Mon, 10/03/2011

 

Washington D.C, October 3, 2011.- Today, the Center for Justice and International Law (CEJIL) was awarded the  fifth annual Thomas J. Dodd Prize in International Justice and Human Rights. The Ceremony took place at 4pm at the University of Connecticut and was presided over by UConn President Susan Herbst as well as the Honorable Christopher J. Dodd.

 

The Dodd Prize commemorates the distinguished career in public service of Thomas J. Dodd, who served as Executive Trial Counsel at the Nuremberg Trials, U.S. Representative from 1953 to 1957, and Connecticut Senator from 1959 to 1971.  Thomas Dodd dedicated his entire public life to fighting against infringement and suppression of human rights in the United States and abroad.

 

Upon receiving the prize, Viviana Krsticevic, Executive Director of CEJIL said: “The work of CEJIL stands on the legacy of the Nuremberg trials and the work of Thomas J. Dodd. Focusing our efforts on the Americas, a region notorious for its setbacks in human rights and the rule of law, we stand firmly in our beliefs in the dignity of all, the importance of honoring all human beings, and the need to strengthen and apply the rule of law to ensure the rights of all individuals”.

Krsticevic concluded: “On behalf of everyone at CEJIL, thank you very much for this wonderful honor. This award will encourage us to continue the fight for justice and equality. It will give us the hope necessary to create many more success stories in the Americas and reminds us of the importance of preserving the legacy and principles of Nuremberg.”

 

The award will be invested in CEJIL’s strategic litigation in the Western Hemisphere, advocacy before the Inter-American System of Human Rights and training of human rights defenders throughout the region.

 

For more information:

Milli  Legrain

Communications coordinator

mlegrain@cejil.org

202 319 3000

Jeannette Kawas / Honduras

Jeannette Kawas was a Honduran environmental activist assassinated in 1995 due to her work to stop illegal deforestation and to protect the state of the environment in the Tela bay region, on the Caribbean coast of Honduras.

The State is ordered to protect environmental activists after being found responsible for an environmentalist's death.Her death was the first in a series of acts of aggression, threats and executions against Honduran environmentalists.

She created and, until her death, presided over the Foundation for the Protection of Lancetilla, Punta Sal, Punta Izopo and Texiguat (PROLANSATE). From that position, she denounced the intentions of people and businesses for their involvement in illegal activity in Punta Sal, the contamination of the lagoons and the deforestation of the forests in the region.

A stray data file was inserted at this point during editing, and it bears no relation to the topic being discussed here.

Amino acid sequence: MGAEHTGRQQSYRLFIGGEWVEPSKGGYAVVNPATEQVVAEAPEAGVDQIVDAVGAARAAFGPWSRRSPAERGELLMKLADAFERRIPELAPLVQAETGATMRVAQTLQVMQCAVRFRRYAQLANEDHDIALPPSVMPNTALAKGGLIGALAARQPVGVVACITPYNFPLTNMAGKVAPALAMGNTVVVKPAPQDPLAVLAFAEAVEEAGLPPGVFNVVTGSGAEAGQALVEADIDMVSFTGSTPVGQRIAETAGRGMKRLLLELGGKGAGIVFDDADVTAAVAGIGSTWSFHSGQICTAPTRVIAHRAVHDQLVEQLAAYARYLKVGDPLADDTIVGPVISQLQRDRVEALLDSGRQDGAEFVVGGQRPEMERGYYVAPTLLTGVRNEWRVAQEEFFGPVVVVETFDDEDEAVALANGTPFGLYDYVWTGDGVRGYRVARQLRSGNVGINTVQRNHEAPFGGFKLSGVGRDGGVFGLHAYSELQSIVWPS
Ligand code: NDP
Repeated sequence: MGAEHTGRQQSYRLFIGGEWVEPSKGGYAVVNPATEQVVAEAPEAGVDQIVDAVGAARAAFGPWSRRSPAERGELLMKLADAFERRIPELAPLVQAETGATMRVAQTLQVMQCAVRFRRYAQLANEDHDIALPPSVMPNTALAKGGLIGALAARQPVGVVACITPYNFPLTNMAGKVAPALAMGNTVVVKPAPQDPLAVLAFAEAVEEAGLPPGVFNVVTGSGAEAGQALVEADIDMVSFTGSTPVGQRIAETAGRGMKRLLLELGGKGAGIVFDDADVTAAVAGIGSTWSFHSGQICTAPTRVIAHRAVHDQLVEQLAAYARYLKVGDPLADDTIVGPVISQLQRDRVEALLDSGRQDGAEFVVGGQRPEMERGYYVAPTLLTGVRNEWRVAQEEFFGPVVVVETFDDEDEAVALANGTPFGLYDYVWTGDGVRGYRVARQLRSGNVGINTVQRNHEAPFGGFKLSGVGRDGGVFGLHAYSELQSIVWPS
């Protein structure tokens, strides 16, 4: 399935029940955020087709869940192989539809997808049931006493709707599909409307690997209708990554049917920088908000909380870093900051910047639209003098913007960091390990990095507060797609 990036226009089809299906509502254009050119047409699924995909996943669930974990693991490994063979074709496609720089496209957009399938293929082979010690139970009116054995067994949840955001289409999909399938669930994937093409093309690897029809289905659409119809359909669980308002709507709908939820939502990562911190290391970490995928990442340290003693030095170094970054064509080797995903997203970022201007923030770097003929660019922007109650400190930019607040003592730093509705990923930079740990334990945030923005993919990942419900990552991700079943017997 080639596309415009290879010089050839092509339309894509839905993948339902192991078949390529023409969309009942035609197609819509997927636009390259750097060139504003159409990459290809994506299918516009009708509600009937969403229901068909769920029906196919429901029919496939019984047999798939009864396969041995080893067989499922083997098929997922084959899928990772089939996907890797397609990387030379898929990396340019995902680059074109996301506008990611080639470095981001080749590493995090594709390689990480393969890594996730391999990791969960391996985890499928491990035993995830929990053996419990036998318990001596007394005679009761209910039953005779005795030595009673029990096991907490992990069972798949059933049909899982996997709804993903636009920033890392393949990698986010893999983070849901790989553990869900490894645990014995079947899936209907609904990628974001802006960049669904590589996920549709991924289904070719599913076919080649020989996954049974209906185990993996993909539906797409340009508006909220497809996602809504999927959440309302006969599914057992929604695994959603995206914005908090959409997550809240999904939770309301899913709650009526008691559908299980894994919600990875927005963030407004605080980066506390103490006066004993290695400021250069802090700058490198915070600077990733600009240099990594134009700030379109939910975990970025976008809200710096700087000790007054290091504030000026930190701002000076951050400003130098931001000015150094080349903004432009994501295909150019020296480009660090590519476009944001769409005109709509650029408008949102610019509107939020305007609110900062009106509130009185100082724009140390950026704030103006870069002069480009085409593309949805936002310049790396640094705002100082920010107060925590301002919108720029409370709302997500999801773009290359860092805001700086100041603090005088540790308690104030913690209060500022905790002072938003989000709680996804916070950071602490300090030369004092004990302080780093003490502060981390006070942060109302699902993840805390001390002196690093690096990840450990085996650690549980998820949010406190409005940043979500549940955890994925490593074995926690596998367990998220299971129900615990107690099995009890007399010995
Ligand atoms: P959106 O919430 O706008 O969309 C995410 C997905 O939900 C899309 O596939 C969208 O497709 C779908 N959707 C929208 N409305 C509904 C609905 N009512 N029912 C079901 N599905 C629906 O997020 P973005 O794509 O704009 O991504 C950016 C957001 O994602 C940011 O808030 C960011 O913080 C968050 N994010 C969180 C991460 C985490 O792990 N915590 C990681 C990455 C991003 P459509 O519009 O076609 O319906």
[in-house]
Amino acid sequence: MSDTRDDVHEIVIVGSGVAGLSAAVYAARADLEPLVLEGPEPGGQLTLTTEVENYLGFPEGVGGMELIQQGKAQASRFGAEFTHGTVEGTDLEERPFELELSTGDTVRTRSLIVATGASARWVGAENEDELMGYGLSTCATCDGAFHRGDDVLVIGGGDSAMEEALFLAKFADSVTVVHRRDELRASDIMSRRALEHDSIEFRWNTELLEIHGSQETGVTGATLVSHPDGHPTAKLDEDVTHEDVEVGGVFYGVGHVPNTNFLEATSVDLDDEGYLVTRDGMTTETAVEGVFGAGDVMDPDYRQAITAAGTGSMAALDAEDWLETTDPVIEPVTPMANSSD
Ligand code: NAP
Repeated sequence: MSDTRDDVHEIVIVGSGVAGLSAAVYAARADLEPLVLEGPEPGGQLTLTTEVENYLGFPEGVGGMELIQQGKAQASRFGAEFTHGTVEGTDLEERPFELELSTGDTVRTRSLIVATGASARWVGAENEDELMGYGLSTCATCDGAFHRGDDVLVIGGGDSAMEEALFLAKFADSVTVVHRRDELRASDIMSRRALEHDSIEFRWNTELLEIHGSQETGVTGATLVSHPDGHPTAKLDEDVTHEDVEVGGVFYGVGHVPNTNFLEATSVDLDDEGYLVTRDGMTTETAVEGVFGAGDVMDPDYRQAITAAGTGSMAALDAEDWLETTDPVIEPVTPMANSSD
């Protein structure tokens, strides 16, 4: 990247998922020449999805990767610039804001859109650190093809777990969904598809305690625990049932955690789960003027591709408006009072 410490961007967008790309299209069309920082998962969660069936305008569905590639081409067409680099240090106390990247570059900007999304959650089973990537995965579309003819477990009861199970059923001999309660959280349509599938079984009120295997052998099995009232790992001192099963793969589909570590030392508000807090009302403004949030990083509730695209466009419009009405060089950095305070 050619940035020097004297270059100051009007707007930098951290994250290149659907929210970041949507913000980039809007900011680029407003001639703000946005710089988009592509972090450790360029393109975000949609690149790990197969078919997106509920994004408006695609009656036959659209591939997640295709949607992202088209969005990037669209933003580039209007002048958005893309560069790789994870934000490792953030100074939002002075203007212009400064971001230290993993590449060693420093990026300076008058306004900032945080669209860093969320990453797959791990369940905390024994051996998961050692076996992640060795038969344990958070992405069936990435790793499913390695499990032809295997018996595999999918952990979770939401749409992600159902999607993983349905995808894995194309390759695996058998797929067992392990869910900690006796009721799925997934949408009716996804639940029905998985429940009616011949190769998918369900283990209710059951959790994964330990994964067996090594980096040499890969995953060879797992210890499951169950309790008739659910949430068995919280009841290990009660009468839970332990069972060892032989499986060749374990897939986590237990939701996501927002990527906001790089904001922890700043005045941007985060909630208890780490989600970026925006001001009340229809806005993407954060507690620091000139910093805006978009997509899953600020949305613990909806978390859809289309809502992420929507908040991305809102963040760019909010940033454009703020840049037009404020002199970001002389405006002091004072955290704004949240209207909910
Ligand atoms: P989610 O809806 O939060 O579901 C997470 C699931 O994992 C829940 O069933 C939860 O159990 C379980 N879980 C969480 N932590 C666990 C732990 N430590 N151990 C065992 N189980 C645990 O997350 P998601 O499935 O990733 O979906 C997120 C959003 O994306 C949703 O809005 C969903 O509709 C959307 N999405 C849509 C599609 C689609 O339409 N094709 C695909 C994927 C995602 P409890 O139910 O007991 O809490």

Under her leadership, PROLANSANTE advocated to the National Congress that Punta Sal be considered a National Park, denounced the illegal exploitation of the trees and the damaging of diverse protected zones; she also opposed the business projects that threatened the environment.

Days before she was assassinated, Jeannette organized a march in the city of Tela to protest the initiative of the government to grant property deeds in the Punta Sol National Park.

In the night of February 6, 1995, two armed men approached her at her home and shot her.  No one has been arrested for the crime.

In 2003, CEJIL and the Reflection, Investigation and Communication team from the Jesus Company in Honduras (ERIC) brought the case to the Inter-American Commission on Human Rights. In April of 2009, the Inter-American Human Rights Court condemned Honduras for violating the human rights of Jeannette Kawas.

The court concluded that the assassination of Mrs. Kawas occurred in a context of aggression and threats against people that defend the environment, and was a consequence of their job to protect the environment, which was interfering with strong economic interests. The sentence determined that the crime “was facilitated by the intervention of persons that acted under the direction of state agents.”

The decision of the Court ordered that the government clear up the circumstances around the death of the environmental activist, compensate the families, implement a national campaign that recognizes the importance of the work performed by people who defend the environment, and to construct a monument in memory of her in the Punta Sol National Park.